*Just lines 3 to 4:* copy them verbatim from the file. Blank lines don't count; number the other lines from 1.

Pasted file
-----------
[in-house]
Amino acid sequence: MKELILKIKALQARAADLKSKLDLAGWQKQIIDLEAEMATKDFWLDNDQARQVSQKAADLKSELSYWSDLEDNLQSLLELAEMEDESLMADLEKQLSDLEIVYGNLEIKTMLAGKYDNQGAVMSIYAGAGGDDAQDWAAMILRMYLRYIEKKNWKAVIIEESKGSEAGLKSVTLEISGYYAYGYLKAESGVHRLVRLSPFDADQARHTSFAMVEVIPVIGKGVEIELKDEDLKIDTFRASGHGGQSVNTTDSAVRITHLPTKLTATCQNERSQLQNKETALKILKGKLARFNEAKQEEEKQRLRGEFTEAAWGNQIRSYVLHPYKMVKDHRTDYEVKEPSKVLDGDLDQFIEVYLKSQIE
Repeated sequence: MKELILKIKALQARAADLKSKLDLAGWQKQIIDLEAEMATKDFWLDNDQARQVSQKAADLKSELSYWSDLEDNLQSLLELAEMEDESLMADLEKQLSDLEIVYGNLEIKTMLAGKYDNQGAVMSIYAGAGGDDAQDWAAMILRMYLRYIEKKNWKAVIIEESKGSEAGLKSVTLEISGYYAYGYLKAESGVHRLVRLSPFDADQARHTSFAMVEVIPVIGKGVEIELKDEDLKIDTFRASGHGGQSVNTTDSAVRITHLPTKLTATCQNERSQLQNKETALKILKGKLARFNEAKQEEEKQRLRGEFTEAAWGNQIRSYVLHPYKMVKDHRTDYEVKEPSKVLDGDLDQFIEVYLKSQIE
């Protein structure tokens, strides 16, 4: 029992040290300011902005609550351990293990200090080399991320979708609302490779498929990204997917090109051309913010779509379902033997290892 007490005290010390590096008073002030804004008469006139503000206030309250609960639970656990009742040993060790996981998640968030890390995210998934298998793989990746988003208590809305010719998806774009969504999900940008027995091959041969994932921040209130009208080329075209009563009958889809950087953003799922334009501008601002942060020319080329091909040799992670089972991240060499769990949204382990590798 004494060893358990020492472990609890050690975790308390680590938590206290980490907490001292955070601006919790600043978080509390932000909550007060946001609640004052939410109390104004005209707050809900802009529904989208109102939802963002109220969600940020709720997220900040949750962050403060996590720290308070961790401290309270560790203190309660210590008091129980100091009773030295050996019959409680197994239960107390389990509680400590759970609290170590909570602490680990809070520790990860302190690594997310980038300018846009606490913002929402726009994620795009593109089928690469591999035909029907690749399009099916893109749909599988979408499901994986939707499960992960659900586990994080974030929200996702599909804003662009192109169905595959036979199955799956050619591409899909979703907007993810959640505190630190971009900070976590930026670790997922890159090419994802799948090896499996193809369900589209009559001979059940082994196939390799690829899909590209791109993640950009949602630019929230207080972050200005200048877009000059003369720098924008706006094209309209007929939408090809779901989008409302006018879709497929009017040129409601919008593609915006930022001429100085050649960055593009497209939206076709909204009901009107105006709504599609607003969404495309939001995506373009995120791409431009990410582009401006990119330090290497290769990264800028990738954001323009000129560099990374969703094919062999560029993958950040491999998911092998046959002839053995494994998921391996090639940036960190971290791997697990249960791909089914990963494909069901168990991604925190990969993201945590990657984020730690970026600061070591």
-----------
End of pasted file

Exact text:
Repeated sequence: MKELILKIKALQARAADLKSKLDLAGWQKQIIDLEAEMATKDFWLDNDQARQVSQKAADLKSELSYWSDLEDNLQSLLELAEMEDESLMADLEKQLSDLEIVYGNLEIKTMLAGKYDNQGAVMSIYAGAGGDDAQDWAAMILRMYLRYIEKKNWKAVIIEESKGSEAGLKSVTLEISGYYAYGYLKAESGVHRLVRLSPFDADQARHTSFAMVEVIPVIGKGVEIELKDEDLKIDTFRASGHGGQSVNTTDSAVRITHLPTKLTATCQNERSQLQNKETALKILKGKLARFNEAKQEEEKQRLRGEFTEAAWGNQIRSYVLHPYKMVKDHRTDYEVKEPSKVLDGDLDQFIEVYLKSQIE
């Protein structure tokens, strides 16, 4: 029992040290300011902005609550351990293990200090080399991320979708609302490779498929990204997917090109051309913010779509379902033997290892 007490005290010390590096008073002030804004008469006139503000206030309250609960639970656990009742040993060790996981998640968030890390995210998934298998793989990746988003208590809305010719998806774009969504999900940008027995091959041969994932921040209130009208080329075209009563009958889809950087953003799922334009501008601002942060020319080329091909040799992670089972991240060499769990949204382990590798 004494060893358990020492472990609890050690975790308390680590938590206290980490907490001292955070601006919790600043978080509390932000909550007060946001609640004052939410109390104004005209707050809900802009529904989208109102939802963002109220969600940020709720997220900040949750962050403060996590720290308070961790401290309270560790203190309660210590008091129980100091009773030295050996019959409680197994239960107390389990509680400590759970609290170590909570602490680990809070520790990860302190690594997310980038300018846009606490913002929402726009994620795009593109089928690469591999035909029907690749399009099916893109749909599988979408499901994986939707499960992960659900586990994080974030929200996702599909804003662009192109169905595959036979199955799956050619591409899909979703907007993810959640505190630190971009900070976590930026670790997922890159090419994802799948090896499996193809369900589209009559001979059940082994196939390799690829899909590209791109993640950009949602630019929230207080972050200005200048877009000059003369720098924008706006094209309209007929939408090809779901989008409302006018879709497929009017040129409601919008593609915006930022001429100085050649960055593009497209939206076709909204009901009107105006709504599609607003969404495309939001995506373009995120791409431009990410582009401006990119330090290497290769990264800028990738954001323009000129560099990374969703094919062999560029993958950040491999998911092998046959002839053995494994998921391996090639940036960190971290791997697990249960791909089914990963494909069901168990991604925190990969993201945590990657984020730690970026600061070591």